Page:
- Checking valves and thermocouples for proper functionality
- Cleaning the air regulator
- Cleaning the condenser coils, drain pans, heat exchanger, flue, and other components
- Cleaning the drain lines on your system
- Cleaning the ductwork if necessary
- Fixing refrigerant line leaks and providing a refrigerant charge if necessary
- Inspecting belts for wear and damage and replacing them if necessary
- Lubricating moving parts
- Reinsulating your HVAC ducts as needed
- Testing your ductwork for air leaks that may not be visible during your own inspection
- Tightening electrical connections and inspecting wires for wear
Additionally, you should make a special call to your HVAC professional if you notice any of the issues below. These can be signs of more severe damage that warrants a special inspection of the heating and cooling unit and repairs, if necessary:
- Any of your equipment is leaking water.
- You notice uneven heating or cooling in your home.
- Your AC is blowing warm or room-temperature air.
- Your energy bills are higher than usual.
- Your HVAC system continues to trip your breaker.
- Your system is constantly running and continues to blow air into your home.
- Your system is making any unusual noise, like squealing, squeaking, or clunking.
- Your thermostat doesn’t seem to be working properly,
Again, an annual tune-up can help avoid most of these issues and provide peace of mind, so it’s always worth the money to prevent minor issues rather than wait for them to become major problems. The average cost for an HVAC tune-up is around $200, but you could pay anywhere from $75 up to $350, depending on where you live and how large your system is.
Final Thoughts on HVAC Preventative Maintenance
Preventative HVAC maintenance is a crucial part of keeping your heating and cooling systems working properly, minimizing your energy bills, avoiding outages, and extending the lifespan of your system. You can do some things yourself to help ensure your system continues to work properly, but ultimately, you should pay for a professional tune-up two times a year — once in the fall and once in the spring.
Preventative maintenance costs an average of $200, which pales compared to the cost of HVAC service calls you’ll eventually make if you run your system constantly without maintenance. If you experience any equipment issues, we recommend contacting a professional immediately, as problems tend to get worse if left unaddressed.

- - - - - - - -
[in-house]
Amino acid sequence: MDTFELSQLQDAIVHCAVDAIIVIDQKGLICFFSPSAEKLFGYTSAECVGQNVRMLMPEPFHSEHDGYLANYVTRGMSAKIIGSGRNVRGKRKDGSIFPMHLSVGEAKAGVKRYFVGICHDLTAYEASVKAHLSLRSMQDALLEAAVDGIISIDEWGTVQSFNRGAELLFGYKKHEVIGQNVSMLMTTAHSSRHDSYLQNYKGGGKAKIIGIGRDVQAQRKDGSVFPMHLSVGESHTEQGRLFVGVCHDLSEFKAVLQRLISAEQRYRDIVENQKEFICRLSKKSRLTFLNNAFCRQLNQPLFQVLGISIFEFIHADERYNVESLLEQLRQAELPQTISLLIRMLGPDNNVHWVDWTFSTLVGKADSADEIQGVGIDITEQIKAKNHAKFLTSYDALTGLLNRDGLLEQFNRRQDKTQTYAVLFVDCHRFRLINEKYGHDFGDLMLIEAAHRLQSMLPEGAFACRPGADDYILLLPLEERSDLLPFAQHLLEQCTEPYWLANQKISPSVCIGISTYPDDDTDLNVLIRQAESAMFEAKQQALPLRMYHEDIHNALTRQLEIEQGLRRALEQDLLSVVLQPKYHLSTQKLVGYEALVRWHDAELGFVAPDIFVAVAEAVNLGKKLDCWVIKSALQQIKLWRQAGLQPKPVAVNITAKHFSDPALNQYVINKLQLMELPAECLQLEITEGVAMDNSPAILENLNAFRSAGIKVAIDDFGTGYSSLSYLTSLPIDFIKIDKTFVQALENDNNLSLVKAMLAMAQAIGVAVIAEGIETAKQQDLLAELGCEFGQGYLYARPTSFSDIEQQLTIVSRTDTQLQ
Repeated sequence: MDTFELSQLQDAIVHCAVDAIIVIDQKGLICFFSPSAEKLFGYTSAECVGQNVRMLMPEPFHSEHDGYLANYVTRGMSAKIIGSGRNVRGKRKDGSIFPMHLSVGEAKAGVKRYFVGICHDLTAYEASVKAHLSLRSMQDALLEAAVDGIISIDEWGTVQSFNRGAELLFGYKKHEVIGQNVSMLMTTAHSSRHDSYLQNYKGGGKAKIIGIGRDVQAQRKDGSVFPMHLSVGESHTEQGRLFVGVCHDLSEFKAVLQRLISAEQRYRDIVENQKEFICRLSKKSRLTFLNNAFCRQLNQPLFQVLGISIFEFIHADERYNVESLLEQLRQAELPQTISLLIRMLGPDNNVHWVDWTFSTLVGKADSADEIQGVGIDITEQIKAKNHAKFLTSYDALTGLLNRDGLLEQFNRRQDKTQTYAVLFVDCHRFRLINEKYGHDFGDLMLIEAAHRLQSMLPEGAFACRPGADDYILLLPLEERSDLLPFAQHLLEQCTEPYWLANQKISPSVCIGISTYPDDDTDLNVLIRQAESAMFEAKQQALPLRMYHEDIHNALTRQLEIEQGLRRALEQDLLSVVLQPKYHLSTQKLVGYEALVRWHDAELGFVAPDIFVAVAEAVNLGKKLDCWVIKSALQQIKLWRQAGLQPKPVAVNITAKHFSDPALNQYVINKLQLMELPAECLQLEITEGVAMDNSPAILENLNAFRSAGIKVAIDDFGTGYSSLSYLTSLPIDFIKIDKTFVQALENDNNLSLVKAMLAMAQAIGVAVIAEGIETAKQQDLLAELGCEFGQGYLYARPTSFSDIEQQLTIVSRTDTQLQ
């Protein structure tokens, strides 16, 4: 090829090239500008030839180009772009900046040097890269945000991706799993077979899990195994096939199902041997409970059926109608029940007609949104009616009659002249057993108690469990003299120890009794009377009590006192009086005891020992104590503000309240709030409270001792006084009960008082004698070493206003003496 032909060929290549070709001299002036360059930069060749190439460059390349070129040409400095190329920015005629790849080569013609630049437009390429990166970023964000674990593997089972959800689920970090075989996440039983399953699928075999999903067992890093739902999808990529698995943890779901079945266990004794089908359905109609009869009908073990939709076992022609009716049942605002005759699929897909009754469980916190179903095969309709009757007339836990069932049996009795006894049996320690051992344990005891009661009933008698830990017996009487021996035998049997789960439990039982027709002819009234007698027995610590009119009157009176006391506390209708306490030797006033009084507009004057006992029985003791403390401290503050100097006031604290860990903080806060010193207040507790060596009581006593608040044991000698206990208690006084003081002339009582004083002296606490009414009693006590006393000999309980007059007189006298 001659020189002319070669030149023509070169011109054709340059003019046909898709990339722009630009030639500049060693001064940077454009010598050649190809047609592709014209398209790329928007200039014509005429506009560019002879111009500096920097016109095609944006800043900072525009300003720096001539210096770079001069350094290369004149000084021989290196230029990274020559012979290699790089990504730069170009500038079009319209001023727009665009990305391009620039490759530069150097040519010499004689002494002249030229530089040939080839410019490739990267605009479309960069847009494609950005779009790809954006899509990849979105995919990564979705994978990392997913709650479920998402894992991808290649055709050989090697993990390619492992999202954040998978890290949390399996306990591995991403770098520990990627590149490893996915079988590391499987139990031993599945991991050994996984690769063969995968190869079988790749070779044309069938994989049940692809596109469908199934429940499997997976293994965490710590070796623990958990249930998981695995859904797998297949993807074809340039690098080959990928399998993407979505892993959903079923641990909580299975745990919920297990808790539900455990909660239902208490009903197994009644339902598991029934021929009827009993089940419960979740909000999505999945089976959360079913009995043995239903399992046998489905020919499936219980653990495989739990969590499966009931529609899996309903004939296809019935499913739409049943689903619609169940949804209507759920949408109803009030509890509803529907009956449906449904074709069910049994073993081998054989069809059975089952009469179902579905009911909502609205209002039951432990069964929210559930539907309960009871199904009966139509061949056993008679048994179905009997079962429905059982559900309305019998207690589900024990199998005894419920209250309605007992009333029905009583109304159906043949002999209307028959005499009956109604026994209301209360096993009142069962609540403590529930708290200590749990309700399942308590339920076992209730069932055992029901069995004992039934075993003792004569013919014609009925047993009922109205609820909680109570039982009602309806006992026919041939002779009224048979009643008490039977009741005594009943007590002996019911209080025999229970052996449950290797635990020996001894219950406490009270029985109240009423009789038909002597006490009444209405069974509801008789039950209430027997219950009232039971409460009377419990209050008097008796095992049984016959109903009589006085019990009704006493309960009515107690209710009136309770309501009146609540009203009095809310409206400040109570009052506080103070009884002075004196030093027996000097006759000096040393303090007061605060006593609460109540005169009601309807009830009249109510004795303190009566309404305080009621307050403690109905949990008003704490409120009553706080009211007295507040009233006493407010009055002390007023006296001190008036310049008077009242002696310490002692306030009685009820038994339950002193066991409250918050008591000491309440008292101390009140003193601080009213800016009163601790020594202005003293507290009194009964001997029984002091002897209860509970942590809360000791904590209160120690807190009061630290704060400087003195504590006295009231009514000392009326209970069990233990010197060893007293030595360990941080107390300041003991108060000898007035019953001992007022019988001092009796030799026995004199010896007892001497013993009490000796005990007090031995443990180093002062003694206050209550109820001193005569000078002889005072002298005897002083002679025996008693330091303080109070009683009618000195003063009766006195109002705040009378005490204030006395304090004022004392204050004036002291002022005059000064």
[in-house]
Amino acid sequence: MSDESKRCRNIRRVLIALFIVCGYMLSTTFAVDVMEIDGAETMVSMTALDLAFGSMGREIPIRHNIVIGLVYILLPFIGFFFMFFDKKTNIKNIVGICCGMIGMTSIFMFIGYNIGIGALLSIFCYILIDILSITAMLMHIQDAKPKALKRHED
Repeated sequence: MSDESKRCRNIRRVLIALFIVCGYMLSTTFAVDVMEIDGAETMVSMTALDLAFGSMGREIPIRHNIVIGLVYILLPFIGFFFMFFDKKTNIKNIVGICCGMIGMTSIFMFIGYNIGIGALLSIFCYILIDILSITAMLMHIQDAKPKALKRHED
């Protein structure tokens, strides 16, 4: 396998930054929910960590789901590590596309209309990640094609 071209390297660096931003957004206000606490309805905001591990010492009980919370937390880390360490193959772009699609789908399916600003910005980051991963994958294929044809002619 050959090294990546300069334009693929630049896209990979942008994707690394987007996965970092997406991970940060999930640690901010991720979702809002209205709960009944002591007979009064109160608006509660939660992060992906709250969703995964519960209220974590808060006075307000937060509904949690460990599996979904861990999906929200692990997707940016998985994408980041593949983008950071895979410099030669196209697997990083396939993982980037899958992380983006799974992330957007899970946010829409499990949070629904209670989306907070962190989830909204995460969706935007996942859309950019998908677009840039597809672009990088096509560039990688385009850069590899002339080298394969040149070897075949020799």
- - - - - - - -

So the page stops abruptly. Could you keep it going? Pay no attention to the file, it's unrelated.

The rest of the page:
FAQs About HVAC Maintenance
How much does it cost to hire an HVAC professional?
If you’re hiring an HVAC contractor for routine maintenance, you can expect to pay an average of around $200. Your price could fall anywhere between $75 and $350 depending on your location and system.
HVAC repairs tend to be more expensive, averaging around $800 and falling anywhere between $400 and $1,750. More extensive issues or total replacement can be even more costly.
Is HVAC preventative maintenance worth it?
Preventative HVAC maintenance is worth it. It not only ensures that your system continues to keep your living space comfortable and safe, but it also improves indoor air quality, helps avoid outages and breakdowns, reduces the frequency of necessary HVAC repairs, and extends the life of your system. The average $200 you’ll spend on preventative maintenance is well worth the investment.
How often should my HVAC be serviced?
We recommend a tune-up twice per year, including once in the fall and once in the spring. This will help ensure your system is primed and ready to go leading into the summer and winter months when demand is highest.
How often should my HVAC be cleaned?
Your HVAC system should be cleaned two times per year, usually in the spring and fall leading into the high-demand seasons. Proper cleaning of your equipment can reduce the risk of equipment breakdown and outages, as well as keep your air clean and safe to breathe. Cleaning is usually completed as part of your routine maintenance package.